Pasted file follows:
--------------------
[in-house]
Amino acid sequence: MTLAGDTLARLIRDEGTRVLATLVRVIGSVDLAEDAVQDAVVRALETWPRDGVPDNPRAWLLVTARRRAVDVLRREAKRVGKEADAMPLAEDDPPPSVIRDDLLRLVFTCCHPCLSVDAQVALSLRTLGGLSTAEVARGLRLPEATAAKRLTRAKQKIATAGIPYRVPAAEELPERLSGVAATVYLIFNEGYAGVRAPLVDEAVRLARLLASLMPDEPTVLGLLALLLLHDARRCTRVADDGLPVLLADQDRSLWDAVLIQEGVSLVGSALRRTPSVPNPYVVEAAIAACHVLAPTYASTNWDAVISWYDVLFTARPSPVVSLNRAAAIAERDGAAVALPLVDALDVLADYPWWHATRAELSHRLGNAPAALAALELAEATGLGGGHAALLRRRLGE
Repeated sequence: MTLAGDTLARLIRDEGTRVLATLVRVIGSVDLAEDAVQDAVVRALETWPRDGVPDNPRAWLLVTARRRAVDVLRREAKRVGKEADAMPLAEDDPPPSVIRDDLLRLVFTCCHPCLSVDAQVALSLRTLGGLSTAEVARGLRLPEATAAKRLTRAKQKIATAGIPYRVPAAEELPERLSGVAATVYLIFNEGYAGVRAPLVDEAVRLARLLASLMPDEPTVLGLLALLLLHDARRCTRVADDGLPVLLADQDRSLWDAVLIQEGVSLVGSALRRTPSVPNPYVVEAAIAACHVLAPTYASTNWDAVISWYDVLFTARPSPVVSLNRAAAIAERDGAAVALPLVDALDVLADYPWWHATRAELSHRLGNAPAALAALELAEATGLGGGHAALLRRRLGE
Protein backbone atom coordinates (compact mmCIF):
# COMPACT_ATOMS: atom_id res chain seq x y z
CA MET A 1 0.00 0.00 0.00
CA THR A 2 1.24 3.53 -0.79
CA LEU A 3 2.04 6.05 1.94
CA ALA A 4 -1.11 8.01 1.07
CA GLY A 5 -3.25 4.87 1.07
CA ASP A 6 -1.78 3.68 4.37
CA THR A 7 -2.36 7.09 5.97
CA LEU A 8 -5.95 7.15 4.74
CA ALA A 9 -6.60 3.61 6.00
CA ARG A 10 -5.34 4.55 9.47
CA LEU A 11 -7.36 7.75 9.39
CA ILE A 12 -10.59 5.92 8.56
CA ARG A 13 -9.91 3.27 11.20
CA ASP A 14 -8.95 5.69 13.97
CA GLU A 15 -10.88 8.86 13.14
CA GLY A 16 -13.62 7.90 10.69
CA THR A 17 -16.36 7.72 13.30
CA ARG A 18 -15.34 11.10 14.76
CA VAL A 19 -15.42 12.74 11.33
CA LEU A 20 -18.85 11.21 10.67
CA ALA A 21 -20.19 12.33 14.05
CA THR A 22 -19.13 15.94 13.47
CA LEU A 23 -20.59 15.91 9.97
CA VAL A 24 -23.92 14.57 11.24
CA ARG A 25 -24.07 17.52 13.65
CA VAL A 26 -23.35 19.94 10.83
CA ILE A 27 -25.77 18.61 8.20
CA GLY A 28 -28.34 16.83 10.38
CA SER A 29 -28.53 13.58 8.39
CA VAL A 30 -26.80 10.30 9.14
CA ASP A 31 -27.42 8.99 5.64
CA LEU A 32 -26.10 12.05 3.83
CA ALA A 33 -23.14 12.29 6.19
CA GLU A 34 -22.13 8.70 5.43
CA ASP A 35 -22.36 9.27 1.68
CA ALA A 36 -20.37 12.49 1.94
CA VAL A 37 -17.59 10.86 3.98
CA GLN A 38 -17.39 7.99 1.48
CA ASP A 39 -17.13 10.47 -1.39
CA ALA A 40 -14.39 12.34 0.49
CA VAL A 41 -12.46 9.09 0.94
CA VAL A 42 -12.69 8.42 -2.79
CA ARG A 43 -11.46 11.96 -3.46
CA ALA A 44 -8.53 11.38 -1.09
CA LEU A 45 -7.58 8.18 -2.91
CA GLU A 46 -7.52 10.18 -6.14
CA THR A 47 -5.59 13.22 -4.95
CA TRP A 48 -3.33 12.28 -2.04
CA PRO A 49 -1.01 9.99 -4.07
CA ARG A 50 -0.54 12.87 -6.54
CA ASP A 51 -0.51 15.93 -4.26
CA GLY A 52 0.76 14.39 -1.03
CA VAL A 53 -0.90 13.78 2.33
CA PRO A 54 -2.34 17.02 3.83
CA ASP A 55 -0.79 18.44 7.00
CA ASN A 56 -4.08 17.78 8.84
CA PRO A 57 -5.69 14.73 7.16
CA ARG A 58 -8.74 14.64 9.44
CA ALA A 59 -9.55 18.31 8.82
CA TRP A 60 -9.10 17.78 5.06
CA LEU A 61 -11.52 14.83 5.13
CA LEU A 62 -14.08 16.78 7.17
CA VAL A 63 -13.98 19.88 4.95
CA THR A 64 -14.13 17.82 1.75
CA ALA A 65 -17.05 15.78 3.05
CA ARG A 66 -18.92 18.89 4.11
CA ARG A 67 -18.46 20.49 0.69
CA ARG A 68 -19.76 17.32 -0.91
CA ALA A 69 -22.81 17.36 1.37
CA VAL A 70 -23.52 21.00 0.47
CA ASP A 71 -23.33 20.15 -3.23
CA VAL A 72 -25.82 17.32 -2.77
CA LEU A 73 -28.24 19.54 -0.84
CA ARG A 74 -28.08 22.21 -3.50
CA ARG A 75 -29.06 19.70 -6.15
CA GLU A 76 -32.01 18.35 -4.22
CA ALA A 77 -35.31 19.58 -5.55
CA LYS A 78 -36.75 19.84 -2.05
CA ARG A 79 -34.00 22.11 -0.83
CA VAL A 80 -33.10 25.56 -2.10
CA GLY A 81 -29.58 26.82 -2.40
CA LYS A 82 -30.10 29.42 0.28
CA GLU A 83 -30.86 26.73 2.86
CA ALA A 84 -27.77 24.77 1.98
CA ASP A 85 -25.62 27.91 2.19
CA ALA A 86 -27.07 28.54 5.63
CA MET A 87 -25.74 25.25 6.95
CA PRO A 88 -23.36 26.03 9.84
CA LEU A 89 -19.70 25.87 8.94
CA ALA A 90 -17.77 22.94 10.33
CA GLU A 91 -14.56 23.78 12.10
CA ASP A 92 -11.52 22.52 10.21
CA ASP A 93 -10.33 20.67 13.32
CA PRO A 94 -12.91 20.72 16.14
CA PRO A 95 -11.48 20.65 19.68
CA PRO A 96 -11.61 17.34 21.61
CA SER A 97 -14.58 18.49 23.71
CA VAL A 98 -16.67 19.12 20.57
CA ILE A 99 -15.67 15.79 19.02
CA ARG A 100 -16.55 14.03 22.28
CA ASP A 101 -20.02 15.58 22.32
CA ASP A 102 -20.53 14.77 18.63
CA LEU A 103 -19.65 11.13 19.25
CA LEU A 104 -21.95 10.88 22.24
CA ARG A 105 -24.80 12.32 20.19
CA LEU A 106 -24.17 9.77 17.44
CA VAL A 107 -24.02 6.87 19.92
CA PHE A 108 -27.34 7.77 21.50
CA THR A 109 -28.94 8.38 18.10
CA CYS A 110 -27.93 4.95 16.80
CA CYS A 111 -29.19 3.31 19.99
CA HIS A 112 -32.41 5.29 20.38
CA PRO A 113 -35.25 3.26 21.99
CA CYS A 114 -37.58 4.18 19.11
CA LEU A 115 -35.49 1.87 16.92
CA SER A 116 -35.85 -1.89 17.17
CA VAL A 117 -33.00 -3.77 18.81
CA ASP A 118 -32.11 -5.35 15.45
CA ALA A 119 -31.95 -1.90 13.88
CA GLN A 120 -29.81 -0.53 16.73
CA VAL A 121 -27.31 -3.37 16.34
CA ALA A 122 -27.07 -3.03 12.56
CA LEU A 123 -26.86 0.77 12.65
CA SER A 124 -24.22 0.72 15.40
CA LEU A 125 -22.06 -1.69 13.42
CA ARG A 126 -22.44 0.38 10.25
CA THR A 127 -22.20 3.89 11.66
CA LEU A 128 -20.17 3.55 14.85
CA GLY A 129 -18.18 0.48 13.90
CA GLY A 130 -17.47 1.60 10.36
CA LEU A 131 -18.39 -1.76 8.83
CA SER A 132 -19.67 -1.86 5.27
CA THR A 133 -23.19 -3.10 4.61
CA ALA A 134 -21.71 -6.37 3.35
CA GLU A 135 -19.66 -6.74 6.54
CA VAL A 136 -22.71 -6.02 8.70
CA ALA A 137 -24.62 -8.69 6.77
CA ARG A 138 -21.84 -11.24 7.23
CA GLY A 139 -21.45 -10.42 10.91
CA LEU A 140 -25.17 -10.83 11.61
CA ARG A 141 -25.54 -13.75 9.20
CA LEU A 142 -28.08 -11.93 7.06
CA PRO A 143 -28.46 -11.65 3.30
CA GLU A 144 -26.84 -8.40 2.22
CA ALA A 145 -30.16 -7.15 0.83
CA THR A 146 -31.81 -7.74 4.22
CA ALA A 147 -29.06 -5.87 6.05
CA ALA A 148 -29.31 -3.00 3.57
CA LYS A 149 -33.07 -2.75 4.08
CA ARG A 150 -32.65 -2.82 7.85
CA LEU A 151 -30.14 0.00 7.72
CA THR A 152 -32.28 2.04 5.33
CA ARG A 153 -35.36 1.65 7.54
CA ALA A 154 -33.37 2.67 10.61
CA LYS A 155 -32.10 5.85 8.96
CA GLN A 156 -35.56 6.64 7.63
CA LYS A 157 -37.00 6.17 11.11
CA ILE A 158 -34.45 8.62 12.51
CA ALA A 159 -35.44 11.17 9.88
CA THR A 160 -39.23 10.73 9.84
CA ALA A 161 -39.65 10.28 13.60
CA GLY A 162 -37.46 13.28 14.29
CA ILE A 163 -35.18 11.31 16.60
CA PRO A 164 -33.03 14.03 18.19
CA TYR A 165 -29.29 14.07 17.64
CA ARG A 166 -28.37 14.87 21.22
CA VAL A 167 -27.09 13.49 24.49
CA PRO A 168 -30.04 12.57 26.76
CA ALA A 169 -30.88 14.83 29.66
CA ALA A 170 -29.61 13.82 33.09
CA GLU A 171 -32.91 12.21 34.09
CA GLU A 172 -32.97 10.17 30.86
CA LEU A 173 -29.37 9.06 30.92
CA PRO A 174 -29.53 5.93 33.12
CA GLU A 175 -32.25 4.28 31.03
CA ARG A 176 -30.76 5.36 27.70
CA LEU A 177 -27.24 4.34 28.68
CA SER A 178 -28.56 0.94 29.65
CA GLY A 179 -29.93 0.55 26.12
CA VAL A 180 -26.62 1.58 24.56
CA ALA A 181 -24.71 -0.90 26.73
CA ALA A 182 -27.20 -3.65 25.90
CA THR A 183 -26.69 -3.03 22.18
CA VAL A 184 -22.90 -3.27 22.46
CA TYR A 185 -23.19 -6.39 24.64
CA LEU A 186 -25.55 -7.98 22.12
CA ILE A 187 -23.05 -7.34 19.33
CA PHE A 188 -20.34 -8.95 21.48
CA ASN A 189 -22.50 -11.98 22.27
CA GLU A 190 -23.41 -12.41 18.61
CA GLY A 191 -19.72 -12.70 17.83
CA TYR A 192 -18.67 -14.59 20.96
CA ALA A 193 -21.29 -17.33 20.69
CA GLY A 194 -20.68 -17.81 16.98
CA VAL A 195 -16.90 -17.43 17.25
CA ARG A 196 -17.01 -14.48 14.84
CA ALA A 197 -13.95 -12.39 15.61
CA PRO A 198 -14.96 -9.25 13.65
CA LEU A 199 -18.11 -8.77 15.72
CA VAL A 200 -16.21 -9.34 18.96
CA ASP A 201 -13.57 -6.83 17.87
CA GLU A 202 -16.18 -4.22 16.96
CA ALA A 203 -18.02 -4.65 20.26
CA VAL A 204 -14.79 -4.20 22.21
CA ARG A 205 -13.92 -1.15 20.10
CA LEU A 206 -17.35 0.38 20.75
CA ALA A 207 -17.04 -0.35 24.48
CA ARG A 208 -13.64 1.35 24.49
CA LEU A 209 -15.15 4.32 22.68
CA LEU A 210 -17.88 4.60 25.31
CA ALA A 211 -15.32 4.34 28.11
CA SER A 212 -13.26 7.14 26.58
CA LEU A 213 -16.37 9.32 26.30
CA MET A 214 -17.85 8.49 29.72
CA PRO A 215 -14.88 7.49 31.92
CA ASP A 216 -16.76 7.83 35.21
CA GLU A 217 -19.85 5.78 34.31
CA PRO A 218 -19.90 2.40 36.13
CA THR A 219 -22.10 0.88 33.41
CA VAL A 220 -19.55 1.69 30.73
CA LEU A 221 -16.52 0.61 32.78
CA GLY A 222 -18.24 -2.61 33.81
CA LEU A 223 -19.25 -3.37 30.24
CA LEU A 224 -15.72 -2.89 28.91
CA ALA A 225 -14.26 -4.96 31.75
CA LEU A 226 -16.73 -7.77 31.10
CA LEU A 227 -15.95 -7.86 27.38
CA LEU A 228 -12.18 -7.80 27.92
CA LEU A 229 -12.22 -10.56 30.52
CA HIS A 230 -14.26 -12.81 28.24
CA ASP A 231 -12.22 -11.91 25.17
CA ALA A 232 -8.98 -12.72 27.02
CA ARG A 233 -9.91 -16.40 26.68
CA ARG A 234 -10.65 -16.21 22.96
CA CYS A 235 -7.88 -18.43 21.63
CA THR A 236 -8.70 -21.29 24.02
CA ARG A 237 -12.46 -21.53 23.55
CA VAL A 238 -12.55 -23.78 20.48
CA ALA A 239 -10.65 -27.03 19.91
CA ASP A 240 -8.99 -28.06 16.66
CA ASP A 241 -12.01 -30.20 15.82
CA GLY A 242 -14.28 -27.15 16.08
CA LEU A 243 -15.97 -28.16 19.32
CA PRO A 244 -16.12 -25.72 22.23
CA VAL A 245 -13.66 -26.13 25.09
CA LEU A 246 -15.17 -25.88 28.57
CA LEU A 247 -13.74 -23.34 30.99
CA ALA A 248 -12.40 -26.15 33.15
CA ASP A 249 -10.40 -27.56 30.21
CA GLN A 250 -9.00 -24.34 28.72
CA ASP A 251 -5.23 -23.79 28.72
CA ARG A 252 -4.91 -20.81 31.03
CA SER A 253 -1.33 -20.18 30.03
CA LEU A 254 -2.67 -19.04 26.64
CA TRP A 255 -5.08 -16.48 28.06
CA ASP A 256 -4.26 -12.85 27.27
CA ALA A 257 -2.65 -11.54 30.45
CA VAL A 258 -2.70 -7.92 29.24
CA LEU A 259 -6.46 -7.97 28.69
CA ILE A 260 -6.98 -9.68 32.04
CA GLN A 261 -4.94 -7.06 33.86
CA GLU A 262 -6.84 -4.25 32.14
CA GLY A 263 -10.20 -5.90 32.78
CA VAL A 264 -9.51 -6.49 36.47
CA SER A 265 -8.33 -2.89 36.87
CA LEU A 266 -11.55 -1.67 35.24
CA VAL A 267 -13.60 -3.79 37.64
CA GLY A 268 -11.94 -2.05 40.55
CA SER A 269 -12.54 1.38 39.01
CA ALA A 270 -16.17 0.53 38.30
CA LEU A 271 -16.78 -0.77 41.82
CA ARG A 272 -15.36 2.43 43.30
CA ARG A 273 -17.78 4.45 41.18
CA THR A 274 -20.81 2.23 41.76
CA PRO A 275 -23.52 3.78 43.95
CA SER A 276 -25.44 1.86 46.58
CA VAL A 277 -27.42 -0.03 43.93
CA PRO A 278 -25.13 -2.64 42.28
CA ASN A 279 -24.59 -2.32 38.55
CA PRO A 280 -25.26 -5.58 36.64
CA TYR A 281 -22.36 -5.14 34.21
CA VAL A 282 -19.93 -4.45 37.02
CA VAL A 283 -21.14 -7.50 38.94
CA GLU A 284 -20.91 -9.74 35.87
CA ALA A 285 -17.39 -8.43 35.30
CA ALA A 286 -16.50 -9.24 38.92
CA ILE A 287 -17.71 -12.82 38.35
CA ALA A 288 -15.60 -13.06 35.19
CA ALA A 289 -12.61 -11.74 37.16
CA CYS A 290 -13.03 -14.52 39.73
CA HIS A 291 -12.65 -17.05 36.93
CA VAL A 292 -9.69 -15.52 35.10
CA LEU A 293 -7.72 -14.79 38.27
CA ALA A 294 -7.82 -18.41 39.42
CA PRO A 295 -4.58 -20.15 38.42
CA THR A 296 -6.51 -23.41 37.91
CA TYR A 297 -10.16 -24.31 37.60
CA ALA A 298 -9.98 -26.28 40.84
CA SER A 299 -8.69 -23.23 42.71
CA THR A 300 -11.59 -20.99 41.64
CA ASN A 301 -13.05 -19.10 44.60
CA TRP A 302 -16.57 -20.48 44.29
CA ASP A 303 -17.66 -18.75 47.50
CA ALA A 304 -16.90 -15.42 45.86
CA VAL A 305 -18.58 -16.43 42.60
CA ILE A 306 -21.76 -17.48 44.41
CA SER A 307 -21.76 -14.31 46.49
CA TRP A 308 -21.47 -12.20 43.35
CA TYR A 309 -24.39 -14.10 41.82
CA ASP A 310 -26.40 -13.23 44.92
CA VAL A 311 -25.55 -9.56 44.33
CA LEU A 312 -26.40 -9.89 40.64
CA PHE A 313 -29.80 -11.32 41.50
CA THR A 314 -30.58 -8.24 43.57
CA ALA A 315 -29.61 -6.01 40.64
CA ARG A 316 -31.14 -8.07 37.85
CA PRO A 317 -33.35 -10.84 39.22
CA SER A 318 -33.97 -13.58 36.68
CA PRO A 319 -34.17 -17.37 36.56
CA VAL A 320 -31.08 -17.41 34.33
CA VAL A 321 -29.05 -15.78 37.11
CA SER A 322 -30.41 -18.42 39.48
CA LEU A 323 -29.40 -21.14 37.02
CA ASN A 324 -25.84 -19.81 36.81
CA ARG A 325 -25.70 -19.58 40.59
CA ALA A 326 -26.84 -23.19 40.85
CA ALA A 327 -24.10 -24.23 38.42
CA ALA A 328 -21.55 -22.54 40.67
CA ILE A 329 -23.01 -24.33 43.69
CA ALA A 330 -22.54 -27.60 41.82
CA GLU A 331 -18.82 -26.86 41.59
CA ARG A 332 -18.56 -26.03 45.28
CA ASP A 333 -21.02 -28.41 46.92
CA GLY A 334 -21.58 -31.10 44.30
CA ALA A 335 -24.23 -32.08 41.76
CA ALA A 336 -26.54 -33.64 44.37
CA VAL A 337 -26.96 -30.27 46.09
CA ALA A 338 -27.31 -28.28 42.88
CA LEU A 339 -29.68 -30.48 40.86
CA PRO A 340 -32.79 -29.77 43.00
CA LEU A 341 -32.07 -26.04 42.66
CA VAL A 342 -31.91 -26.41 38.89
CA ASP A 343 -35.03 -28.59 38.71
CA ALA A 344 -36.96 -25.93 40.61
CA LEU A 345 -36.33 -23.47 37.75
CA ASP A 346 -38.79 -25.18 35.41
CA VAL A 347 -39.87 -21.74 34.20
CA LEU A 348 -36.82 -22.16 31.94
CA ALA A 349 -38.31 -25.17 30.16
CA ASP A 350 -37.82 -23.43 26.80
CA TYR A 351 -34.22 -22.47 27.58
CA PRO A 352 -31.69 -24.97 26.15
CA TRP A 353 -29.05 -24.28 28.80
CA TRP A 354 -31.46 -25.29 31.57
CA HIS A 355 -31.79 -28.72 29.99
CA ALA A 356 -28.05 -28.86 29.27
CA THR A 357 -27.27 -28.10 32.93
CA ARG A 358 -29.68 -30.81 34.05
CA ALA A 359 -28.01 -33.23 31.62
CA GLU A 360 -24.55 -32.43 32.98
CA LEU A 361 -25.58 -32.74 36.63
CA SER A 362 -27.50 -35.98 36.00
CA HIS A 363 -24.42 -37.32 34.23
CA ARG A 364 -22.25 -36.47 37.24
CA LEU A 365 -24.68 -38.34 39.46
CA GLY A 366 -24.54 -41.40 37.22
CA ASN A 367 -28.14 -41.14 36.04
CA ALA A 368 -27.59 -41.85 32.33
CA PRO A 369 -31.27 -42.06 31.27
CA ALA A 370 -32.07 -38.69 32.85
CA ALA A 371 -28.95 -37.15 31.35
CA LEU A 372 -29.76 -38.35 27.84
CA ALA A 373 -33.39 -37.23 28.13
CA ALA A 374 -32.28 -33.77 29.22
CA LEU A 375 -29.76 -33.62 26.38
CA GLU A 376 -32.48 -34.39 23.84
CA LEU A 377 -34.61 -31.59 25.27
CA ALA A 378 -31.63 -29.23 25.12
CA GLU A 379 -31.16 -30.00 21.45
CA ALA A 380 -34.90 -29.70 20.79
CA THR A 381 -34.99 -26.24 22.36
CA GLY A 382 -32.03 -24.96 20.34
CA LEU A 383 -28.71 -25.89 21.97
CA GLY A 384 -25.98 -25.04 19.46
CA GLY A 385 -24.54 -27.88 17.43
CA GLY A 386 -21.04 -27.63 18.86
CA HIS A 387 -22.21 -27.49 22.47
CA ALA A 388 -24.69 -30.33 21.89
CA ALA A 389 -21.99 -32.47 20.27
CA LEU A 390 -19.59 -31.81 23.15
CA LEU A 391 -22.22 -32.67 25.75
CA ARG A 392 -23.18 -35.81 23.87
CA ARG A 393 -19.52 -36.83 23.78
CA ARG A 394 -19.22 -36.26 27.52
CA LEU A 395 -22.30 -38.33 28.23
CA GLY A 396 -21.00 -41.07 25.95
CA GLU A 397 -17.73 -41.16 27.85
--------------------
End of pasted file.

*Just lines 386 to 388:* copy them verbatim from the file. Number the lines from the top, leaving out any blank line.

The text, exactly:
CA THR A 381 -34.99 -26.24 22.36
CA GLY A 382 -32.03 -24.96 20.34
CA LEU A 383 -28.71 -25.89 21.97